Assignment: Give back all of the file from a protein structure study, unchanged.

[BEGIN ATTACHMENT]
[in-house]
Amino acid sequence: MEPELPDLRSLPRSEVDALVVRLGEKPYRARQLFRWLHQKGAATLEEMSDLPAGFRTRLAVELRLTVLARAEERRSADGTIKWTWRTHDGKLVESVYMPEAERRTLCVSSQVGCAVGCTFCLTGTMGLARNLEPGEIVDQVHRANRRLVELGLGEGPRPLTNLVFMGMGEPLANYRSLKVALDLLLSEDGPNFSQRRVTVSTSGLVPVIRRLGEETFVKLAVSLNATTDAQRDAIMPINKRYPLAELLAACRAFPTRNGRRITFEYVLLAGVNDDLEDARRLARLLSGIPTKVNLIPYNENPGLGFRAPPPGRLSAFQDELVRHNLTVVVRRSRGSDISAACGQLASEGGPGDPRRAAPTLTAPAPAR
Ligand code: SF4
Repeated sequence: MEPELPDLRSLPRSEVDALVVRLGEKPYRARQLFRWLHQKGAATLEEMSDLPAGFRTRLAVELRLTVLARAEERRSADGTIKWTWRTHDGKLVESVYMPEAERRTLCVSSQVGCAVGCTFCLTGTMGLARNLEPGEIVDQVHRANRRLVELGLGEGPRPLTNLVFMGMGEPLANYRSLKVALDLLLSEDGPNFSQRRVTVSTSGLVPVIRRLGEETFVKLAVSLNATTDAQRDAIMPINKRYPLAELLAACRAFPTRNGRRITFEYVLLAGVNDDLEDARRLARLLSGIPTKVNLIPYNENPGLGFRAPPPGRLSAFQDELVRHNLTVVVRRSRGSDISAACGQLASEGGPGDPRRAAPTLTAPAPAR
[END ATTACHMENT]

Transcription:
[in-house]
Amino acid sequence: MEPELPDLRSLPRSEVDALVVRLGEKPYRARQLFRWLHQKGAATLEEMSDLPAGFRTRLAVELRLTVLARAEERRSADGTIKWTWRTHDGKLVESVYMPEAERRTLCVSSQVGCAVGCTFCLTGTMGLARNLEPGEIVDQVHRANRRLVELGLGEGPRPLTNLVFMGMGEPLANYRSLKVALDLLLSEDGPNFSQRRVTVSTSGLVPVIRRLGEETFVKLAVSLNATTDAQRDAIMPINKRYPLAELLAACRAFPTRNGRRITFEYVLLAGVNDDLEDARRLARLLSGIPTKVNLIPYNENPGLGFRAPPPGRLSAFQDELVRHNLTVVVRRSRGSDISAACGQLASEGGPGDPRRAAPTLTAPAPAR
Ligand code: SF4
Repeated sequence: MEPELPDLRSLPRSEVDALVVRLGEKPYRARQLFRWLHQKGAATLEEMSDLPAGFRTRLAVELRLTVLARAEERRSADGTIKWTWRTHDGKLVESVYMPEAERRTLCVSSQVGCAVGCTFCLTGTMGLARNLEPGEIVDQVHRANRRLVELGLGEGPRPLTNLVFMGMGEPLANYRSLKVALDLLLSEDGPNFSQRRVTVSTSGLVPVIRRLGEETFVKLAVSLNATTDAQRDAIMPINKRYPLAELLAACRAFPTRNGRRITFEYVLLAGVNDDLEDARRLARLLSGIPTKVNLIPYNENPGLGFRAPPPGRLSAFQDELVRHNLTVVVRRSRGSDISAACGQLASEGGPGDPRRAAPTLTAPAPAR